There are also customization options available at certain order thresholds. If you need a lot of scanners, like a whole lot, Motorola can customize your DS4800 fleet to match whatever you want. Want to slap your brand logo on it? They can do it! Want the scanner to shout “Woo hoo!” on successful scan right out of the box? Done and done. There are a ton of potentialities here, and it’s terrific.

Once pricing is squared away, I’m sure these things will fly off the shelf. It’s very much a new era in data capture, and it’s great to see manufacturers shifting away from the same design that’s been in use for 20 some years. You can learn more about the scanner at Motorola as well.

Just learned from Engadget that Gearbox software, developers of the Borderlands series of games, has just released an interesting companion app to their Borderlands 2 title. For the uninitiated (I imagine all three of you who read this blog), the Borderlands series is a first person role-playing shooter. Kind of a mash of Halo and Diablo. The crux of this game is loot acquisition: weapons, shields, and power ups that make your character a beefier and more formidable loot acquisition machine.

With Loot the World, the new app, you use your iPhone or Android phone to scan a QR code, and it generates an item you can use in game with your character. It’s a tremendous way to extend the lifespan of a game and will most likely draw players back in who may have completed the game moved on to different titles.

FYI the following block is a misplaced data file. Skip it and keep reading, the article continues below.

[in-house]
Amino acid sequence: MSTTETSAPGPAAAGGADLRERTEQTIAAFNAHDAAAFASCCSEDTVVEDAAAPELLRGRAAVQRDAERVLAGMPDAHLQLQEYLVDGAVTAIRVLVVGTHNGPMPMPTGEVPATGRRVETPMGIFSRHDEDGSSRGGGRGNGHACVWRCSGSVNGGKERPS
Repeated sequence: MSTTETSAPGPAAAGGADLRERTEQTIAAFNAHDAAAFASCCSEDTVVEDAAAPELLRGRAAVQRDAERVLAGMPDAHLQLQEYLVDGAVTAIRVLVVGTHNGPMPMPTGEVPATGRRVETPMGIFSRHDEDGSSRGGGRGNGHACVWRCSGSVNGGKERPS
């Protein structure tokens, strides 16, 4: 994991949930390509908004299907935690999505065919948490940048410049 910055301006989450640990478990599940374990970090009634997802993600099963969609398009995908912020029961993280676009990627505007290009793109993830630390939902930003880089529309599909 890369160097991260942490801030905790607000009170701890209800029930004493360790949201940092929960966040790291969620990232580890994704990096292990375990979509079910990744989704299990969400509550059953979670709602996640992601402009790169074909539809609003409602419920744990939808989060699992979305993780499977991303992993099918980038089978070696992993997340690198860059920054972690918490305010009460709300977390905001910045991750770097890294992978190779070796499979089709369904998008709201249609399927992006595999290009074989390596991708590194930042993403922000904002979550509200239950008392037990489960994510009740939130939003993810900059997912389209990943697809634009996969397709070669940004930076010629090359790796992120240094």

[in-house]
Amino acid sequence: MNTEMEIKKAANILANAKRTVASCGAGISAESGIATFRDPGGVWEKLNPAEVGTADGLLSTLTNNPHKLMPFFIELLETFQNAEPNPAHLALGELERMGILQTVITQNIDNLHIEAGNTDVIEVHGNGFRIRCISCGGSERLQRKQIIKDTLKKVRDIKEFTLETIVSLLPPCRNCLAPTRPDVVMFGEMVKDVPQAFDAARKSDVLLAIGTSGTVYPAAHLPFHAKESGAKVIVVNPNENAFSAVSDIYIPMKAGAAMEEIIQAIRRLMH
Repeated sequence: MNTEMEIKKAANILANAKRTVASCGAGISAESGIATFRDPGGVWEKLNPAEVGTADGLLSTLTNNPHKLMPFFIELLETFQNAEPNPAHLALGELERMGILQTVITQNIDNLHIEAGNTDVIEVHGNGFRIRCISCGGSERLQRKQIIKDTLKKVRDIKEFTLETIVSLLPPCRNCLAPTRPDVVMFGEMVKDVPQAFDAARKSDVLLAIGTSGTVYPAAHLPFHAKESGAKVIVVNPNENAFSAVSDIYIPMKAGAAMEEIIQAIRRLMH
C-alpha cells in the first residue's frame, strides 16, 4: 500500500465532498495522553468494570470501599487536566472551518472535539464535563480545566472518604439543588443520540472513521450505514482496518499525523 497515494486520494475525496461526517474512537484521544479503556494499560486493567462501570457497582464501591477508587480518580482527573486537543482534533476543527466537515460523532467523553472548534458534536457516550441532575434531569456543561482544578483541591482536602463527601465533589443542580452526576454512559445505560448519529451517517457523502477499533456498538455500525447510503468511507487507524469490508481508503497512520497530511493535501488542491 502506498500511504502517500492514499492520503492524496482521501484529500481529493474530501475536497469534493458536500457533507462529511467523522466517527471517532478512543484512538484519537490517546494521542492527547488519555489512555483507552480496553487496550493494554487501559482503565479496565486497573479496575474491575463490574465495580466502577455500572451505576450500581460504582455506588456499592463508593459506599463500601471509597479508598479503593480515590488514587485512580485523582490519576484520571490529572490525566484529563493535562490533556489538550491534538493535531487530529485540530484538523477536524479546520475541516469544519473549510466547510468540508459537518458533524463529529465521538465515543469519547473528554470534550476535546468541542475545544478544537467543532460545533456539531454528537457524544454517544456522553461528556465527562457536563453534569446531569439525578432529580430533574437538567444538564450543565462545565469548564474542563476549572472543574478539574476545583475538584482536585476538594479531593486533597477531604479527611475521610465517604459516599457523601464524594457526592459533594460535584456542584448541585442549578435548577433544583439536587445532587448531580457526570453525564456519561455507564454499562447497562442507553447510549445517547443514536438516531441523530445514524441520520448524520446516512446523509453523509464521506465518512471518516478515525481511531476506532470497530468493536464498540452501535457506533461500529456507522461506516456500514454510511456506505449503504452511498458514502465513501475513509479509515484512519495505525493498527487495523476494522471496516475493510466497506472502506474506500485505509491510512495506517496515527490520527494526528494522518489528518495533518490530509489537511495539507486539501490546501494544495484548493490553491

With that bit of exposition out of the way, I wanted to point out our online barcode generator at https://www.posguys.com/barcode/ is a fun and easy way to make your very own QR Codes to create items. Items are specific to the code you scan, so theoretically you could find a great item, and send that QR code to friends who may want the item themselves.

For Android users, if you happen to scan a code and get an item you don’t like, you can click and hold on the product and it’ll bring up an option to remove it from your inventory.

QR codes support a ton of characters per code, including non alphanumeric. So you could dump some Emoji into our QR code generator and you’ll get some new results.

Update: Further testing let us get items by scanning any barcode. But wouldn’t you rather convert the Modern Major General song from Pirates of Penzance into great loot?